Internet infrastructure
Architecturally speaking, most of the conventional models of network and system monitoring are (semi) centralised and can suffer from a single point of failure.
Measuring the characteristics of network traffic is critical to identify and diagnose performance problems. Some of the metrics are traffic volume, delay, delay distribution, packet loss rate, etc. The insight we gain is useful for designing distributed services.
The Internet is one of the most important distributed network infrastructures today. Interestingly, performance was not a design goal at the time of its conception.
Most network measurement models utilise a monitoring approach that is either ‘probe based’ (active) or ‘router based’ (passive).

Figure 2: Probe based network monitoring approach

P2P network monitoring

The static design and rigidity of Internet architecture makes it difficult to innovate or deploy technologies in the core.
Consequently, most of the research and innovation has focused on ‘overlay’ and ‘peer-to-peer’ systems. A data structure like distributed hash tables (DHT) is used to implement protocols that keep track of the changes in membership and thus the attendant changes in the route. Tapestry, Chord, Kelips and Kademlia are the common implementation protocols.
In order to monitor such topology, lookup performance has often been measured with hop count, latency, success rate and probability of timeouts. For applications, lookup latency is used as a unified performance metric.

Cloud and container infrastructures
The rapid development of sensor technologies and wireless sensor network infrastructure has led to the generation of huge volumes of real-time data traffic. Cloud infrastructure needs to elastically handle the data surge, and provide computing and storage resources to applications in real-time.
As a result, software infrastructure that supports analytics for real-time decision support must have the ability to enable traffic data acquisition, and distributed and parallel data management. Intrusive network monitoring practices will neither work nor scale in dense cloud infrastructures. Cloud lifecycle management integrated with measurement is a value proposition.

Networked storage infrastructure
Storage networking infrastructures like SAN (storage area networks), NAS (network attached storage), NAS filers, VTL (virtual tape libraries), pNFS (parallel Network File System), DRBD (distributed replicated block device) clusters and RDMA (remote direct memory access) zero-copy networking have very stringent network performance requirements supported by backplane fabric technologies like data centre Ethernet, fibre channel (FC) and Infiniband. The common theme is very high throughput and very low latency.

Figure 3: Generic monitoring architecture

Advanced Telecommunications Computing Architecture (ATCA)

Mobile data will grow ten times each year for the rest of this decade. A typical ATCA platform offers a mix of CPU, DSP, storage and I/O payload blades, together with up to four switch blades. The network and server infrastructure for mobile and fixed line services requires many line rate functions.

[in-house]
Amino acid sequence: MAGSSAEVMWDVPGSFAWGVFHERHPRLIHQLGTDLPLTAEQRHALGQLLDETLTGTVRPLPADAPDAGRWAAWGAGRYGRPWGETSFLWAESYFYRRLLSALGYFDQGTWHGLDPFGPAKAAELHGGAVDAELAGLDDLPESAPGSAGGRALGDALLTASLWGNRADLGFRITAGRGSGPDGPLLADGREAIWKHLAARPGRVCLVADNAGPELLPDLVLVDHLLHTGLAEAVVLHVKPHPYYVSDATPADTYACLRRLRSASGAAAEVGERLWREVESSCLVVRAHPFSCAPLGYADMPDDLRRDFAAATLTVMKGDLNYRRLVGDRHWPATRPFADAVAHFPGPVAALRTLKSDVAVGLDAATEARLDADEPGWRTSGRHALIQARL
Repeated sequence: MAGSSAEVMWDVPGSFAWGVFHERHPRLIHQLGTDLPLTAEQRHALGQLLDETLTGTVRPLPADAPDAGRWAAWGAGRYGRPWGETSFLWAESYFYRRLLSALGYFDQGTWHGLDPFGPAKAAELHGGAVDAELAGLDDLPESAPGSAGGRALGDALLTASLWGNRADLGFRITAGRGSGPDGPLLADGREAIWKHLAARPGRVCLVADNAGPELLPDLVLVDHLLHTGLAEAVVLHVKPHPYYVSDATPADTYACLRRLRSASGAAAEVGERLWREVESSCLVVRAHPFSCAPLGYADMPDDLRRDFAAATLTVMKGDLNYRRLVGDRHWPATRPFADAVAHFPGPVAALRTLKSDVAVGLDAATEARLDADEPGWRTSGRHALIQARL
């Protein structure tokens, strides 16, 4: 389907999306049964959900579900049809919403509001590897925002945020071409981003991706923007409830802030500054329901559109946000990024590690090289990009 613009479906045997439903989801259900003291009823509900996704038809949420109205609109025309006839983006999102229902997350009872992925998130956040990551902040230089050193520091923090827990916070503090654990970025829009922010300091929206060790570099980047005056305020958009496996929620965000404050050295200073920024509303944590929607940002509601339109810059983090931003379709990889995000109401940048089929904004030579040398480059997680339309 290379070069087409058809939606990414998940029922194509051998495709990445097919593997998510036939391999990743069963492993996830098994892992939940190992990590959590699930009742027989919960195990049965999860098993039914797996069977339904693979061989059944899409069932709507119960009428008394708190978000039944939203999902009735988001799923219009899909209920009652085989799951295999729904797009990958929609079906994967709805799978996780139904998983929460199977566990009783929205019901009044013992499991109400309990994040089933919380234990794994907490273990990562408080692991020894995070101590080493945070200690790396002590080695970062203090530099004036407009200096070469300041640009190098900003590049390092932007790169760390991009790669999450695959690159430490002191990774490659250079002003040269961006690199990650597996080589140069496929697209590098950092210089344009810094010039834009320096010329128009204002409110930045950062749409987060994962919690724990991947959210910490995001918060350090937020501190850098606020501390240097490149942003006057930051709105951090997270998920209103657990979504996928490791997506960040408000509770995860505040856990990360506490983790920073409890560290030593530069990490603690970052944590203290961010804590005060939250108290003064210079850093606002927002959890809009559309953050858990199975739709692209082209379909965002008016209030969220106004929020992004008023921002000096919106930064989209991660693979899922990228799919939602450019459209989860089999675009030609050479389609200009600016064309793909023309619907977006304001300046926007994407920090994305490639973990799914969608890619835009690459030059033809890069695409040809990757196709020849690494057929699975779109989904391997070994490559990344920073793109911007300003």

The functions include security, deep packet inspection (DPI), packet classification and load balancing. Line rate DPI enables advanced policy management and gives service providers full control of network resources. As network capacity increases, the line rates must increase from 10 Gbps and 40 Gbps to hundreds of Gbps, in the future.
Existing approaches of probe based network monitoring will not work and require the monitoring models to deeply integrate with line rate functions. Techniques like Packet Doppler represent a promising solution as they monitor SLA metrics.
Analytics based approaches
The current data-driven approach to defining metrics has led to operation analytics and route analytics, among other techniques, being used to manage and monitor heavy bandwidth overlay networks.
While topology discovery products are established, there are also many logical network ‘overlays’ for the topology, including network routes. As a result, device-centric discovery mechanisms cannot capture the routes through the network.
Route analytics solves the configuration management requirements of organisations with highly meshed networks. By capturing the complex network topology relationships, route analytics systems can perform advanced configuration management, incident correlation and root-cause identification.
Performance metrics like latency, throughput and cost can be calculated since the analytics systems participate in the cooperative negotiations between routers. Real-time alerts can be generated as route paths become modified or there is a problem related to routing protocol. This can trigger polling, which leads to root-cause analysis through the event correlation system.

Figure 4: Riemann deployment

Packet Doppler

Delay and loss sensitive applications such as telecommuting, streaming media, gaming and live conference applications require stringent monitoring of service level agreement (SLA) metrics.
The traditional methods of end-to-end monitoring are not effective, as they are based on active probing and thus inject measurement traffic into the network.
Packet Doppler is used to measure and monitor the delay distributions of origin-destination (OD) pairs in an ISP network. A node could be an end-host, link, router or point of presence (PoP).
For each OD pair, tiny digests of real traffic (at both origin and destination) are listened to and recorded. The digests encode the time series information of the packets passing by.
Next, to extract all of the useful information out of packet digests, two decoding techniques are applied: